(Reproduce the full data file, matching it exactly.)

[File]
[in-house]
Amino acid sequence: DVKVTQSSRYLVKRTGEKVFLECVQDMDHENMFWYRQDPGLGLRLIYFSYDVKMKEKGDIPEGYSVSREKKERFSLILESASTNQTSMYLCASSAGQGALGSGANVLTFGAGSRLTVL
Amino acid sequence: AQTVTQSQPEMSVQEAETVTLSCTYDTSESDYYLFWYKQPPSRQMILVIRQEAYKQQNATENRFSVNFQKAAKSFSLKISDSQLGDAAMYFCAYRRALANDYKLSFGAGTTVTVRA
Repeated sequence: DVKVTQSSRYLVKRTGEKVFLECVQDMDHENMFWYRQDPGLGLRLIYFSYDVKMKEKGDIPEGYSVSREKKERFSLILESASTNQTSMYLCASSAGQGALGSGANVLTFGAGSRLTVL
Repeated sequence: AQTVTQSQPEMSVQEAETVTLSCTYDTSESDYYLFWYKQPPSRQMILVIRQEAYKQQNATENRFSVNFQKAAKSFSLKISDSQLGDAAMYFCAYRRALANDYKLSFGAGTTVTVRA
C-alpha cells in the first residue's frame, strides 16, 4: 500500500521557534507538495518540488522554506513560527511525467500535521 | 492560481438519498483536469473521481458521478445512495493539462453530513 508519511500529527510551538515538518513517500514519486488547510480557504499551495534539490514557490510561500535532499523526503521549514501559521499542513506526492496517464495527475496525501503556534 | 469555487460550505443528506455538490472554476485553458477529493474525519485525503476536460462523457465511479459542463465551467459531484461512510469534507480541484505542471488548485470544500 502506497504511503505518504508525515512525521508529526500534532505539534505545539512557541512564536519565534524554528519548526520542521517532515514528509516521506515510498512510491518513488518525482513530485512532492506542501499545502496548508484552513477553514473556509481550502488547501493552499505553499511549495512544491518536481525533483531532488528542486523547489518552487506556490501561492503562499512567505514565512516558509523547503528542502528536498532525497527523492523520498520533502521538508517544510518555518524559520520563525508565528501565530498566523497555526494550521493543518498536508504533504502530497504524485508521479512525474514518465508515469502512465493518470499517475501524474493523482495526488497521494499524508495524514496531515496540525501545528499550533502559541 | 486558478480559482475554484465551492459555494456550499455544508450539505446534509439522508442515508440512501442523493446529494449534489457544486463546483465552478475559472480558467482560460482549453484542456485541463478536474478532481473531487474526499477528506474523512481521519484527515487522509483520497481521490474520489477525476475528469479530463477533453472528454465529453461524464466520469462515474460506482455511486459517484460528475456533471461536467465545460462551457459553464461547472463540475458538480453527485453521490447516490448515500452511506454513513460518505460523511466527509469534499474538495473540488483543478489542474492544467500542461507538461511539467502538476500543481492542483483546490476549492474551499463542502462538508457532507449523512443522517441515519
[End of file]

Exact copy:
[in-house]
Amino acid sequence: DVKVTQSSRYLVKRTGEKVFLECVQDMDHENMFWYRQDPGLGLRLIYFSYDVKMKEKGDIPEGYSVSREKKERFSLILESASTNQTSMYLCASSAGQGALGSGANVLTFGAGSRLTVL
Amino acid sequence: AQTVTQSQPEMSVQEAETVTLSCTYDTSESDYYLFWYKQPPSRQMILVIRQEAYKQQNATENRFSVNFQKAAKSFSLKISDSQLGDAAMYFCAYRRALANDYKLSFGAGTTVTVRA
Repeated sequence: DVKVTQSSRYLVKRTGEKVFLECVQDMDHENMFWYRQDPGLGLRLIYFSYDVKMKEKGDIPEGYSVSREKKERFSLILESASTNQTSMYLCASSAGQGALGSGANVLTFGAGSRLTVL
Repeated sequence: AQTVTQSQPEMSVQEAETVTLSCTYDTSESDYYLFWYKQPPSRQMILVIRQEAYKQQNATENRFSVNFQKAAKSFSLKISDSQLGDAAMYFCAYRRALANDYKLSFGAGTTVTVRA
C-alpha cells in the first residue's frame, strides 16, 4: 500500500521557534507538495518540488522554506513560527511525467500535521 | 492560481438519498483536469473521481458521478445512495493539462453530513 508519511500529527510551538515538518513517500514519486488547510480557504499551495534539490514557490510561500535532499523526503521549514501559521499542513506526492496517464495527475496525501503556534 | 469555487460550505443528506455538490472554476485553458477529493474525519485525503476536460462523457465511479459542463465551467459531484461512510469534507480541484505542471488548485470544500 502506497504511503505518504508525515512525521508529526500534532505539534505545539512557541512564536519565534524554528519548526520542521517532515514528509516521506515510498512510491518513488518525482513530485512532492506542501499545502496548508484552513477553514473556509481550502488547501493552499505553499511549495512544491518536481525533483531532488528542486523547489518552487506556490501561492503562499512567505514565512516558509523547503528542502528536498532525497527523492523520498520533502521538508517544510518555518524559520520563525508565528501565530498566523497555526494550521493543518498536508504533504502530497504524485508521479512525474514518465508515469502512465493518470499517475501524474493523482495526488497521494499524508495524514496531515496540525501545528499550533502559541 | 486558478480559482475554484465551492459555494456550499455544508450539505446534509439522508442515508440512501442523493446529494449534489457544486463546483465552478475559472480558467482560460482549453484542456485541463478536474478532481473531487474526499477528506474523512481521519484527515487522509483520497481521490474520489477525476475528469479530463477533453472528454465529453461524464466520469462515474460506482455511486459517484460528475456533471461536467465545460462551457459553464461547472463540475458538480453527485453521490447516490448515500452511506454513513460518505460523511466527509469534499474538495473540488483543478489542474492544467500542461507538461511539467502538476500543481492542483483546490476549492474551499463542502462538508457532507449523512443522517441515519